Medicaid expansion remains unlikely in Texas
By Nicole Cobler and Asher Price | Axios
Texas lawmakers remain unlikely to expand Medicaid anytime soon, despite other red states showing new openness to the idea.
Driving the news: In the decade-plus since the landmark Affordable Care Act was enacted, 12 states with GOP-led legislatures still have not expanded Medicaid coverage to people living below 138% of the poverty line (or nearly $19,000 annually for one person in 2022).
- But there’s evidence that the political winds are changing in holdout states as leaders court rural voters, assess new financial incentives and confront the bipartisan popularity of extending health care coverage.
- In Texas, the state with the highest percentage of uninsured residents per capita, some Republicans have co-sponsored Medicaid expansion bills. That indicates “cracks” in Republican opposition, Luis Figueroa, legislative and policy director at progressive think tank Every Texan, told Axios.
Yes, but: Proposals to expand Medicaid did not even get a committee hearing in 2021 — let alone a vote on the Texas House or Senate floor.
- What they’re saying: Based on the history of the state’s Republican leadership, there’s no reason to think 2023 — the next time the legislature convenes in Austin — will be any different from 2021, David Balat, a former hospital administrator who now runs the health care initiative at the conservative Texas Public Policy Foundation, tells Axios.
State Sen. Nathan Johnson, a Dallas Democrat who has led the push for Medicaid expansion, said he doesn’t expect to see it pass this session, but noted he was optimistic about last session’s shift, where it became “a subject at the forefront of the state.”
- “I think a lot of Republican members would like to extend Medicaid even more than they will say it,” Johnson added.
Bucking expansion, Texas Republicans have tried their own approach to improve health care in the state.
- House Speaker Dade Phelan last session pushed a slew of health care measures on telehealth, drug savings and expanding Medicaid coverage for new mothers.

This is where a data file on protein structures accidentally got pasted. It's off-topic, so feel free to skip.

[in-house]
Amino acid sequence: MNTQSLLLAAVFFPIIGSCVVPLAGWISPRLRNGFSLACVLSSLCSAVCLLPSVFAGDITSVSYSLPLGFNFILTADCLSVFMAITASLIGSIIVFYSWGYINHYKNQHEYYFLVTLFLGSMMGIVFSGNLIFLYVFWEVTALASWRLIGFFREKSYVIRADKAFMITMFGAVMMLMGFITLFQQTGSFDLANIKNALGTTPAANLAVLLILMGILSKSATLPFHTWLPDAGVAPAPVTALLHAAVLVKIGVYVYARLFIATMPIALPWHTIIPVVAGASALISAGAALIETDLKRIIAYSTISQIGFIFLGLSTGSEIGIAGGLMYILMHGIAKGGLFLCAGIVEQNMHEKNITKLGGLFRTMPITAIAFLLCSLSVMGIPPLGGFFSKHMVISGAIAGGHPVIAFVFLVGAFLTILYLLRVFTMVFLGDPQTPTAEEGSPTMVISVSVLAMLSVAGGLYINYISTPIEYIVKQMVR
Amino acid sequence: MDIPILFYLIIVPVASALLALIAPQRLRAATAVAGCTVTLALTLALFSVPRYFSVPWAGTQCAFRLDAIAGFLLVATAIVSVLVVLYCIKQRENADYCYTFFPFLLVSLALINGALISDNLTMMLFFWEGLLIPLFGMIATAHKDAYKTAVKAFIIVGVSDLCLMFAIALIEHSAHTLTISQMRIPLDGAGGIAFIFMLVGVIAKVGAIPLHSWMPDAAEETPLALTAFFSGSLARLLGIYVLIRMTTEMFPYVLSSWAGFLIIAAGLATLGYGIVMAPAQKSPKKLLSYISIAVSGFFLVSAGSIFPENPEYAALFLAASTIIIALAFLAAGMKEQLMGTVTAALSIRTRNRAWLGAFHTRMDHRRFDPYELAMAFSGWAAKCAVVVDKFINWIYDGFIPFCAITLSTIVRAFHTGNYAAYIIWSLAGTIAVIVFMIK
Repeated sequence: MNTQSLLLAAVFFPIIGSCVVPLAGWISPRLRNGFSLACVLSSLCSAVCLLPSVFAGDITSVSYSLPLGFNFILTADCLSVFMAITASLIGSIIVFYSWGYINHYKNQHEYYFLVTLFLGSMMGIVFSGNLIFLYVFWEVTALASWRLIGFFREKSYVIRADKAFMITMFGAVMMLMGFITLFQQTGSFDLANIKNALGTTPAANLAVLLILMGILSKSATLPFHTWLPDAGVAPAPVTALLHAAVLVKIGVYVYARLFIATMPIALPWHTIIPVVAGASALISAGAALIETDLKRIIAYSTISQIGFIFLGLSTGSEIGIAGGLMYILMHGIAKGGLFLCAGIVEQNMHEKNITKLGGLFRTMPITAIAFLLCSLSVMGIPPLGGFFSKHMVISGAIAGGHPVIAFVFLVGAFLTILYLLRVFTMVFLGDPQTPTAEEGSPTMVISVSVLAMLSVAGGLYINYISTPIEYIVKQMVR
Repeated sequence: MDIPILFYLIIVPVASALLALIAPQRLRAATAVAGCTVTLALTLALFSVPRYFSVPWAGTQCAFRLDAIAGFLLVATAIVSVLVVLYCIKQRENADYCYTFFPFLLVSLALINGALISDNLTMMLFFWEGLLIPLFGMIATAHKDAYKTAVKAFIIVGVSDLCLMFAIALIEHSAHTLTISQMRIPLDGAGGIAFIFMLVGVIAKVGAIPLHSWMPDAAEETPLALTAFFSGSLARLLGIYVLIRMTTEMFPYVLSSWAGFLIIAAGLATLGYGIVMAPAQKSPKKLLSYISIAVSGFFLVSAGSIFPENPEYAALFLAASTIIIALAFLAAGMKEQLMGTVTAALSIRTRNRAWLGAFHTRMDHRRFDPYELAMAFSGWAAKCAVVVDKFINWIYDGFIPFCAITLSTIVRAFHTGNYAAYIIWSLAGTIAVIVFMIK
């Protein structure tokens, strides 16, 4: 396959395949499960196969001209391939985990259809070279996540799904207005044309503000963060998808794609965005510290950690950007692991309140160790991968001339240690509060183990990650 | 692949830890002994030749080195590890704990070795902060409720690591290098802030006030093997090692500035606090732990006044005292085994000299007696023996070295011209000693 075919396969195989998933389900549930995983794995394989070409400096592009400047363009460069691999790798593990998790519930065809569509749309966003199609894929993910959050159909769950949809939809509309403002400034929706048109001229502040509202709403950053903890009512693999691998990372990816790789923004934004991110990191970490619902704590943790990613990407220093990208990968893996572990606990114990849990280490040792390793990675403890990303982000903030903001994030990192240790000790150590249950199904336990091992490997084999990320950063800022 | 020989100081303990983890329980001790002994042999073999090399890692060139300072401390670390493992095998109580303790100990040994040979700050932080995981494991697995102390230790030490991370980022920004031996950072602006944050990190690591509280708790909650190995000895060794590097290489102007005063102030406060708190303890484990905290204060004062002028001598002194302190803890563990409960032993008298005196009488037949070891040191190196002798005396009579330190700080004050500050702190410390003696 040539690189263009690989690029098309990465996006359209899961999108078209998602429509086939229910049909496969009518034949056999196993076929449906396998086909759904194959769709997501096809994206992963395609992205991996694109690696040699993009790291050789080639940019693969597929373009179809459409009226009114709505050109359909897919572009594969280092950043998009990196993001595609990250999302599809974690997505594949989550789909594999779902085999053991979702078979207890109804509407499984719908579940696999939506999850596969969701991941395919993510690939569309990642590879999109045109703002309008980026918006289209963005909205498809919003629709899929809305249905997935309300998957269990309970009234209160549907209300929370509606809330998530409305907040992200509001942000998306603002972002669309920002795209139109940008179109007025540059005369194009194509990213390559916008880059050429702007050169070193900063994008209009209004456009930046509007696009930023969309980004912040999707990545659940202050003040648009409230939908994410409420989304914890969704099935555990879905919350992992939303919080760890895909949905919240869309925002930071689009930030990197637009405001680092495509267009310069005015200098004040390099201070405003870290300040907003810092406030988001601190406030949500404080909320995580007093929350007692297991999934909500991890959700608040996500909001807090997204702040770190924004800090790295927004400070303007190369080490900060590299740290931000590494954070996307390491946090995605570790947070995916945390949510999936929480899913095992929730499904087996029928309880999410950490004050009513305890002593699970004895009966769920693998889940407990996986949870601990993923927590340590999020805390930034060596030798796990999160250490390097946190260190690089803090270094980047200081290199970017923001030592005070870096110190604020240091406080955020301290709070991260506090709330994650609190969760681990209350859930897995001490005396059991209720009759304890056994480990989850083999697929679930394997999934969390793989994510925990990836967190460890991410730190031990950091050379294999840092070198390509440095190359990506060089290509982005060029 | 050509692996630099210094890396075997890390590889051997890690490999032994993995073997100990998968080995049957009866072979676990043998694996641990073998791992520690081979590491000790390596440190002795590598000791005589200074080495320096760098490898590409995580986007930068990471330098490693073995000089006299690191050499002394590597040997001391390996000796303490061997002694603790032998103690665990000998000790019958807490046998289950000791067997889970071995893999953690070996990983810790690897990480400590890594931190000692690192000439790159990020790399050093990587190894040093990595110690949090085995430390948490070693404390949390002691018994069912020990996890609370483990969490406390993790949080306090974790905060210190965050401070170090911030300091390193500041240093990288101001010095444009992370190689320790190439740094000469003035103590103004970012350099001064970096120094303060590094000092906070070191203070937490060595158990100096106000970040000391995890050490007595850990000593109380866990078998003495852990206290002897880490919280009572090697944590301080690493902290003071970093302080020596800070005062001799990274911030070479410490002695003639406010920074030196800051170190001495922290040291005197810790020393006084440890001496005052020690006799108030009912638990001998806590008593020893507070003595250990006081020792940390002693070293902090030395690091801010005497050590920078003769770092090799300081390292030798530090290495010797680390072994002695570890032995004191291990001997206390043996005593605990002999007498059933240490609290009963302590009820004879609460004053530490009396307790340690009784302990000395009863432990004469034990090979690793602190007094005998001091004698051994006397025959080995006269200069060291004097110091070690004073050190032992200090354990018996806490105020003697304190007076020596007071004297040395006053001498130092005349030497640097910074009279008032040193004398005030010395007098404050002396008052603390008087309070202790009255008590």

- Phelan told Axios he would “prioritize improvements to health coverage,” but did not indicate that he would support Medicaid expansion. Instead, he said he would push for Medicaid expansion for new mothers to one year after birth, which the Senate watered down to six months before its passage in 2021.
- Federal regulators are expected to reject the plan to extend Medicaid for new mothers over its eligibility restrictions, which leave out women who terminate their pregnancies, even in medical emergencies, the Dallas Morning News reported.
Between the lines: To fill in some of those gaps, the Texas Hospital Association plans to lobby for measures to further expand postpartum Medicaid, in-patient behavioral health care and ensure that eligible Texans aren’t removed from Medicaid rolls next session.
- “We will continue to strongly advocate for Medicaid expansion,” said Jennifer Banda, senior vice president of advocacy and public policy for the group. “At the same time, these are also things we can do that will continue to move us forward in terms of people having the best possible access to care.”
Short of an outcry over health care issues and enough electoral surprises in gerrymandered Texas House races in November to put the scare into Texas Republicans, overcoming the opposition of the top GOP leadership will be “big obstacles to overcome,” Figueroa says.
- And if there are surprises: “When you’re a legislator and these races did not come out the way you wanted them to come out, a vote for Medicaid expansion helps put you a little towards the middle without any real harm, so that you’re not as vulnerable as next time around,” he says. “Medicaid expansion is a pretty easy one, because it’s revenue-supported, it’s popular and it helps rural hospitals.”
What we’re watching: The midterm elections. In the unlikely scenario that both Beto O’Rouke beats Gov. Greg Abbott and Mike Collier unseats Lt. Gov. Dan Patrick — both sitting Republicans are opposed to Medicaid expansion — the whole ballgame changes.